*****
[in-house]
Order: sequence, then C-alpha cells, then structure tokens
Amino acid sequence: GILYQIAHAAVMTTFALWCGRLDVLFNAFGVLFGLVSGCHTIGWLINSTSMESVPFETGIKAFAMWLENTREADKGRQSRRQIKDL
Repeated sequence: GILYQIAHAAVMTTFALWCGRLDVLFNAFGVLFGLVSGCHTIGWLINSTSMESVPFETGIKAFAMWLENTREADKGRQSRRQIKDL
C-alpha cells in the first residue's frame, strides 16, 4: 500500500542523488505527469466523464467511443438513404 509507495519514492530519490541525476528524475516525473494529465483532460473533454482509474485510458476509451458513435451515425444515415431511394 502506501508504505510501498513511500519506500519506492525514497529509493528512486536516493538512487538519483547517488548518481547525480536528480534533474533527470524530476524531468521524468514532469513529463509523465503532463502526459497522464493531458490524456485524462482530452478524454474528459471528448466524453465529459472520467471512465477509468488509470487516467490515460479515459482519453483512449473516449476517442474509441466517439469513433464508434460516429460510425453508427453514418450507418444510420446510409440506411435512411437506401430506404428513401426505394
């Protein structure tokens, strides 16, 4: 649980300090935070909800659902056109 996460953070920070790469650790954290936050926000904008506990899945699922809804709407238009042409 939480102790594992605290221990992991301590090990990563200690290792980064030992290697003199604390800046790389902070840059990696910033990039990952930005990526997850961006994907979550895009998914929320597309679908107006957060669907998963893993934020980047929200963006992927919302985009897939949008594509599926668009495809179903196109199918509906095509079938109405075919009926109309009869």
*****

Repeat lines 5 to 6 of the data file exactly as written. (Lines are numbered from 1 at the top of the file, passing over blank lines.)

C-alpha cells in the first residue's frame, strides 16, 4: 500500500542523488505527469466523464467511443438513404 509507495519514492530519490541525476528524475516525473494529465483532460473533454482509474485510458476509451458513435451515425444515415431511394 502506501508504505510501498513511500519506500519506492525514497529509493528512486536516493538512487538519483547517488548518481547525480536528480534533474533527470524530476524531468521524468514532469513529463509523465503532463502526459497522464493531458490524456485524462482530452478524454474528459471528448466524453465529459472520467471512465477509468488509470487516467490515460479515459482519453483512449473516449476517442474509441466517439469513433464508434460516429460510425453508427453514418450507418444510420446510409440506411435512411437506401430506404428513401426505394
């Protein structure tokens, strides 16, 4: 649980300090935070909800659902056109 996460953070920070790469650790954290936050926000904008506990899945699922809804709407238009042409 939480102790594992605290221990992991301590090990990563200690290792980064030992290697003199604390800046790389902070840059990696910033990039990952930005990526997850961006994907979550895009998914929320597309679908107006957060669907998963893993934020980047929200963006992927919302985009897939949008594509599926668009495809179903196109199918509906095509079938109405075919009926109309009869």